By Dylan Cross and Conor Spielberg
There was a time in Ireland when it felt like Conor McGregor could do no wrong. Coming into the spotlight in 2015, he was confident to the point of arrogance, outspoken to the point of being obnoxious and all with a charm and self-awareness that made him impossible to ignore. In the year-long wait between his scheduled fight with Jose Aldo for the featherweight championship, McGregor sold himself as brash, young, and hungry; with a flair for trash talk and showmanship akin to Muhammad Ali. After almost ten months of being the promising challenger of a man who was at the time considered the pound for pound number one of the UFC; Conor McGregor finished Jose Aldo inside thirteen seconds.
In 2020, McGregor is arguably the world’s most famous athlete, and if that was in any doubt he’ll certainly tell you that he is amongst the best paid. Despite this, his reputation has suffered serious damage this past year that may well be irreversible. In 2019 alone, he was arrested in Miami, Florida for strong-armed robbery and criminal mischief after smashing a fan’s cell phone in March. Following this, McGregor faced further controversy as he had an altercation with an elderly man in a pub in Dublin which was released to the public by TMZ in August. He has also been facing an ongoing sexual assault case in Ireland with two reports published in the New York Times. With all of this looming in the near past Conor has committed to having three fights in 2020, equating it to “a season.” It is clear that McGregor is trying to prove a point with this “Season” but the key questions are: what is he trying to prove and who is he trying to prove it to? In an interview with Ariel Helwani on ESPN, Conor stated that this mission was a matter of “Redemption, retribution, and respect” when he referred to his long-awaited return to the UFC. I would argue it is all of these things, but above all, it seems to be about reputation.
When discussing the reputation of “The Notorious One” there are two very clear distinctions amongst his fan base. His American/International fan base seems relatively unphased by this past year. Yes, he is controversial but few athletes aren’t these days. Professional fighters, in particular, are more likely to evoke controversy than not when they become famous enough to be discussed adjacent to their sport. McGregor’s Irish fanbase, on the other hand, has a much more complicated relationship than him merely being a successful professional athlete. He was an Irish professional athlete. An Irish professional athlete from a working-class background in Crumlin. In a country where Olympic Silver medallist Kenny Egan received a hero’s welcome from Beijing in 2008, Conor McGregor was an unmatched talent in one of the fastest-growing sports of the past decade whose fame transcended the sport he took part in for the Irish public. He became one of the biggest sports celebrities in Irish history representing the Dublin working-class community on an international stage and staring in a six-episode documentary called “The Notorious” on RTE which proved there was an interest in him beyond what he could do in the octagon for the Irish public. Recently, much of the Irish public are reading exclusively about McGregor in tabloids – which in many cases does not paint him in a positive light. The question is then, can Conor McGregor restore his reputation with his more diverse and less forgiving Irish audience?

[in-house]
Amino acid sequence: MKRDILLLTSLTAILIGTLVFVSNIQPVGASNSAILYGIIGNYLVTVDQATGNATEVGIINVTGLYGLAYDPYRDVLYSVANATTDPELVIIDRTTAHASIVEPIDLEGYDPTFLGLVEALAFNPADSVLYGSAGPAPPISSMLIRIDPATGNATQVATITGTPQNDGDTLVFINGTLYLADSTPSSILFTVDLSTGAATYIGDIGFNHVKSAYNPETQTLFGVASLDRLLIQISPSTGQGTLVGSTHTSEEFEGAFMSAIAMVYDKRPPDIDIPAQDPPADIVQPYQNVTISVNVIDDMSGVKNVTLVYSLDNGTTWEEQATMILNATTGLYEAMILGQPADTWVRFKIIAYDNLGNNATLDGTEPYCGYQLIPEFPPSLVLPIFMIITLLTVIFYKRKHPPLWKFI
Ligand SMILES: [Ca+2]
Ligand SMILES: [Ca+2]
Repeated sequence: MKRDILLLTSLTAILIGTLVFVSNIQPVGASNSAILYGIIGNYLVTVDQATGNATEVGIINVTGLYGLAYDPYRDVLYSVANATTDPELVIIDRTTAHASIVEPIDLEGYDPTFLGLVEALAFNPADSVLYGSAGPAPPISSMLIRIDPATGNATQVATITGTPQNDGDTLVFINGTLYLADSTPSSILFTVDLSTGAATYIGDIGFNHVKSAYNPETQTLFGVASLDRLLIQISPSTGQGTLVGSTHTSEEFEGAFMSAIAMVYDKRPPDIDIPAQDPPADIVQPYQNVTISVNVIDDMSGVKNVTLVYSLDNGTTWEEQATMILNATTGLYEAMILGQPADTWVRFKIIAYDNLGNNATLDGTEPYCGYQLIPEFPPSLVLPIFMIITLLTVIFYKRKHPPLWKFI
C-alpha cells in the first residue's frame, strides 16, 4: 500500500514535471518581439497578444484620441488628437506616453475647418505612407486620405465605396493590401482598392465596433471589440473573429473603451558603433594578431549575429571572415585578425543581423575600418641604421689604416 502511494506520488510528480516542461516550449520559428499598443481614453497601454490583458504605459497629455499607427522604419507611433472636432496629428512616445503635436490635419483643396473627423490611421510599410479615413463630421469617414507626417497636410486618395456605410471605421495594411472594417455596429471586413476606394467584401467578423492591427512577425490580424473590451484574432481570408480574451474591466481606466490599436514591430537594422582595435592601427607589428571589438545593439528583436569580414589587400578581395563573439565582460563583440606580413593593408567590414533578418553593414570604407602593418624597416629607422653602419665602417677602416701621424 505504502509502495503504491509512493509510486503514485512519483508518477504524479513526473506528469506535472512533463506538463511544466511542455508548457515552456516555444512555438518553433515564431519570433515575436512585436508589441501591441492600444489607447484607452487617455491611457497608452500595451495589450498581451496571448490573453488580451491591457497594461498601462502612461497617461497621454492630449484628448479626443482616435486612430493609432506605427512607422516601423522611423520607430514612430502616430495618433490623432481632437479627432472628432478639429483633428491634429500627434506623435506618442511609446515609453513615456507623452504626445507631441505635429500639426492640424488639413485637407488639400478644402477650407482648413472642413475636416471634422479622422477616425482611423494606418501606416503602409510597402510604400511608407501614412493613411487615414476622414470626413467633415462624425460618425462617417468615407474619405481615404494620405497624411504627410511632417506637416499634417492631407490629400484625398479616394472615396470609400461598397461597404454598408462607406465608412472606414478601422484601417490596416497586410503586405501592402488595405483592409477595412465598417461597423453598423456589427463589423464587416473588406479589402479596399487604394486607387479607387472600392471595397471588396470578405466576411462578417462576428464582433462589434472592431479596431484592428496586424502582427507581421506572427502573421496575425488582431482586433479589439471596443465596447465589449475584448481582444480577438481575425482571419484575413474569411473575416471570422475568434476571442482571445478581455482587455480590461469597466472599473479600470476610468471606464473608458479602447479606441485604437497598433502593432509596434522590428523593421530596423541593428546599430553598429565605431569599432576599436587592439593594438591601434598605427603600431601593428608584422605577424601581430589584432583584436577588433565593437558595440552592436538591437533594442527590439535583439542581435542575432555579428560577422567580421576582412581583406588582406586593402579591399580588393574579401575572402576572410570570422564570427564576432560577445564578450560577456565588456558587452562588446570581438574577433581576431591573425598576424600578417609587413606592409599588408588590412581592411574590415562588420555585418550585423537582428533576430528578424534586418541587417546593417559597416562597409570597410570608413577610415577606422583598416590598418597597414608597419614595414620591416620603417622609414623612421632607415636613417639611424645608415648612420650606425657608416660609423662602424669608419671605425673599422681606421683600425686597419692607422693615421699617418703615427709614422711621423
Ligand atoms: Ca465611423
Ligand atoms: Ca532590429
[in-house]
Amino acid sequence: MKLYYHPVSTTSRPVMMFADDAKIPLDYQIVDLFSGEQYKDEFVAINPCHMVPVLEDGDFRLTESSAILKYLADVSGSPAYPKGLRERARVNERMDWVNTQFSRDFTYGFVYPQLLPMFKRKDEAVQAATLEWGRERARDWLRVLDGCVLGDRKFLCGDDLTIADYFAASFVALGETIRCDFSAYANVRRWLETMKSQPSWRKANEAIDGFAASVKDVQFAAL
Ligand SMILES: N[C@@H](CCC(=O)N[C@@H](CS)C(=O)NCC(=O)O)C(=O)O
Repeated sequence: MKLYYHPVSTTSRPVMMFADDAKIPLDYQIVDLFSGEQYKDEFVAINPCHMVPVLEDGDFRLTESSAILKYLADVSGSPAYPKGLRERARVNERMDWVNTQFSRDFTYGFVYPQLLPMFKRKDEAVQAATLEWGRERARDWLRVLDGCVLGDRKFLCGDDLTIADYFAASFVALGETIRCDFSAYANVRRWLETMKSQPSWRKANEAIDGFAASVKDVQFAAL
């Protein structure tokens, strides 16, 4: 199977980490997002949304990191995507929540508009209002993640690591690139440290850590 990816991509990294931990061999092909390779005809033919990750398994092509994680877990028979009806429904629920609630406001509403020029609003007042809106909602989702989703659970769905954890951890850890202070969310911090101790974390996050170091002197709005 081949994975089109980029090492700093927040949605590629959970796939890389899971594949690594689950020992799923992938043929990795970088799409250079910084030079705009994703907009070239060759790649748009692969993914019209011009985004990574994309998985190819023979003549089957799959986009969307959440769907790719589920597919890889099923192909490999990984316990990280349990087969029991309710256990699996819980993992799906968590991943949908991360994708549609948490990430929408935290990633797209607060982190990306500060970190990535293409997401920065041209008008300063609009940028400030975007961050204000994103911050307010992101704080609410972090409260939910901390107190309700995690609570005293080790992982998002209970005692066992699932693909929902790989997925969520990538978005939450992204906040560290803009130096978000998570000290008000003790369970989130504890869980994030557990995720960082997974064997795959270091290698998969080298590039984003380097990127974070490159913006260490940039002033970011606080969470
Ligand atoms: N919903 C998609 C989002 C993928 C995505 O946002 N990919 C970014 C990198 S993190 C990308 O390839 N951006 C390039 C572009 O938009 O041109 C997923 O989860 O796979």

Because Ireland’s relationship and interest in Conor McGregor is dictated more by the fact that he is Irish than to the fact that he is a professional fighter, the Irish public sees Conor McGregor in two very distinct ways. There are those who watched his ascent to superstardom as fans of the UFC, those who were introduced to MMA through McGregor’s antics, and maybe even took up the sport because McGregor was a genuine inspiration to them. Then there are those who only saw him for his antics, as broadcasted by more critical news outlets and tabloid papers who have a tendency to become more and more critical as a celebrity spends more time in the spotlight. People in Ireland who have little to no interest in the UFC have been exposed to his worst behaviour and little else.
There are some who may argue that McGregor doesn’t deserve our scorn and disdain that he is undergoing right now. That he is nothing more or nothing less than a fighter. I believe that the biggest opponent of this line of thinking would be McGregor himself. In an interview with Ariel Helwani in August 2019, Mcgregor said: “I want to be a better father, a better human, a better role model to these kids.” To his credit, he hasn’t shirked his responsibilities. All the self-aggrandising and the importance put on his image did not evaporate when they were to his detriment. He spoke of “redemption, retribution, and respect”, showing a determination to make these aspects of his public image once again be seen as a positive.
Yet he seems to be seeking these things inside the ring despite his reputation suffering for what he has done outside of it. By intending to take on three fights in one year, after a lengthily time away from competing at the highest level, he is displaying a fresh mindset which is both ambitious and risky. In an attempt to shield himself from the troubles he faces outside of the fight game, he seems to be insulating himself within the realm of something he knows and is good at, focusing on the internal and ignoring the external. For many fans, this will be enough to restore his reputation as a fighter should he succeed. But for the majority of the Irish public, who are at times his most devout and his most critical fans, it will be what he does outside the ring that will restore his reputation.